Rebuilding America's Middle Class: New Community College Leaders Organization Advocating to Policymakers

Article excerpt

In 2011, four community college system chancellors began discussing how community colleges help build a stronger, more competitive workforce and, therefore, a strong middle class. "What we were seeing was increased recognition of the role of community colleges in terms of solving a number of problems being faced by individuals, employers, and states, but along with that recognition were increased expectations," says Joe D. May, president of the Louisiana Community and Technical College System. "Regulations coming out of Washington, but elsewhere too, didn't fully grasp the changes occurring in the workplace and the economy, and the role that community colleges play. Often well intentioned, these regulations have unintended consequences," notes May, adding that the regulations tend to work against, rather than in support of, getting an education and then a good middle-class job.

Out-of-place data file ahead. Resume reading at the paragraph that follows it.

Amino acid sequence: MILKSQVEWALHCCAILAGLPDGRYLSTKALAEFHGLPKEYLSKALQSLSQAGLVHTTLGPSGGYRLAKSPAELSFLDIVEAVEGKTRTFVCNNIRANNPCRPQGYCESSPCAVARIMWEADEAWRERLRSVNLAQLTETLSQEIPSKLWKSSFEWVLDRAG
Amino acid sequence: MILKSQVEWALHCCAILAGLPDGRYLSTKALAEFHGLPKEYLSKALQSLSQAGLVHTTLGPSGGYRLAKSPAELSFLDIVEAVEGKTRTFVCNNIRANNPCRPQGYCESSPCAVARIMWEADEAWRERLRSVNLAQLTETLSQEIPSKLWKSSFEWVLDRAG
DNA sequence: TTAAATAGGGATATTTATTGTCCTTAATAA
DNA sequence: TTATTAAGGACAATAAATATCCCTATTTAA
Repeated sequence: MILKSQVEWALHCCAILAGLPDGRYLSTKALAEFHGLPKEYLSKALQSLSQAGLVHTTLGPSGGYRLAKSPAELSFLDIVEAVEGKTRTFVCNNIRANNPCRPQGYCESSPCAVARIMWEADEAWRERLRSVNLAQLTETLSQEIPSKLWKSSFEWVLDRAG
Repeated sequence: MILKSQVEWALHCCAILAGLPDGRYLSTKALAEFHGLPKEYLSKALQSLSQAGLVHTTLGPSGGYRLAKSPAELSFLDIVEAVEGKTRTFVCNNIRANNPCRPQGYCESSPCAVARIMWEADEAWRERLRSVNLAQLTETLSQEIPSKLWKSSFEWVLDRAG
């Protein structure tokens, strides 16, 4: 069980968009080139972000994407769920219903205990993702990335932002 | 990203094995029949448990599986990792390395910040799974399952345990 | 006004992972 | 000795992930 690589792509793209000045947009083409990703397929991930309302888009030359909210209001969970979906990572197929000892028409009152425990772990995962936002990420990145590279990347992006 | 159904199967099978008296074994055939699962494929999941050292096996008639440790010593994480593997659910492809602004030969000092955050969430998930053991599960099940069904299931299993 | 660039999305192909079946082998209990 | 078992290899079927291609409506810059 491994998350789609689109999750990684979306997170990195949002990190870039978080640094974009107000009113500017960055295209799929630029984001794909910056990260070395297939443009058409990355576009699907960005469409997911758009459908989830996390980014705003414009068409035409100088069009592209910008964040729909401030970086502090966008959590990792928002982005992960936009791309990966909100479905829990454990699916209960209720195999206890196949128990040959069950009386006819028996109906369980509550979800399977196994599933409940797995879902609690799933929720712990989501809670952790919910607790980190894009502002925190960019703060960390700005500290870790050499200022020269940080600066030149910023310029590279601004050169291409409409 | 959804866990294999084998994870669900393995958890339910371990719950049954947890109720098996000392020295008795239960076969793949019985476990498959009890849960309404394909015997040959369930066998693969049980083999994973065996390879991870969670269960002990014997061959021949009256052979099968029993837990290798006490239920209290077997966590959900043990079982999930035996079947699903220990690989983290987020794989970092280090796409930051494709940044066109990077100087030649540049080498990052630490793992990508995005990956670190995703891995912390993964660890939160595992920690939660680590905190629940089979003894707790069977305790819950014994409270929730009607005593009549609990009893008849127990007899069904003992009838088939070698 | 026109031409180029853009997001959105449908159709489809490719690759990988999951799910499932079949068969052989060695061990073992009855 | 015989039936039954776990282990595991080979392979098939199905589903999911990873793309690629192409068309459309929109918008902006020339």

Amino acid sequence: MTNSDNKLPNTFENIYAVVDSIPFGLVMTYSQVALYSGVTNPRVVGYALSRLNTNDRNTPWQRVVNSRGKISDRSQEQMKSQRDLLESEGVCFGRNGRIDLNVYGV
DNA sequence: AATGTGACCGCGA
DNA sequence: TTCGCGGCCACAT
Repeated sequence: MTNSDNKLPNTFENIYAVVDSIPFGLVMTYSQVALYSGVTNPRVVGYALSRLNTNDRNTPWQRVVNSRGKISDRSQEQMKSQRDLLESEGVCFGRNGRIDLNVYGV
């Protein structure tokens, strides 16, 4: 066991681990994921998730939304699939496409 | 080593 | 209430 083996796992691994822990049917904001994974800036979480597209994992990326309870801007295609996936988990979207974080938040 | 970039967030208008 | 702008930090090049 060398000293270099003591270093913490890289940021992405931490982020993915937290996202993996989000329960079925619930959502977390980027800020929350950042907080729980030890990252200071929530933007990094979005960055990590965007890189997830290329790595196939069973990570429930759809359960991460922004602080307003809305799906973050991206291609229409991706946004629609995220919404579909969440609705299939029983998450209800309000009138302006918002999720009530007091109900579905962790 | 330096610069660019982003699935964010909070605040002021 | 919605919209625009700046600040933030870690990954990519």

May is leading the organization formed in response to these challenges. Called Rebuilding America's Middle Class (RAMC), the group of community college leaders aims to speak with a unified, proactive voice at the national, state, and local levels. Specifically, RAMC is working to:

* Provide a strong national voice for community colleges by advocating for partnerships and strategies that improve both access and student success.

* Tell the story of America's community colleges by creating and executing a communications campaign to demonstrate the role community colleges play in providing their students with an onramp to the middle class and in spurring economic development in local communities.

* Educate policy makers to develop and implement sound laws, rules, and regulations that support America's community colleges in their effort to build a strong middle class.

RAMC differs from other community college organizations, May says, in its refined focus on legislation. "We don't get into other sector-based issues.... We're working collaboratively not only with the American Council of Community Colleges, but any community college advocacy group that already exists."

An initial meeting, held this spring with the support of the Lumina Foundation, ACT, and Pearson, had representation from about 50 colleges from throughout the country. …


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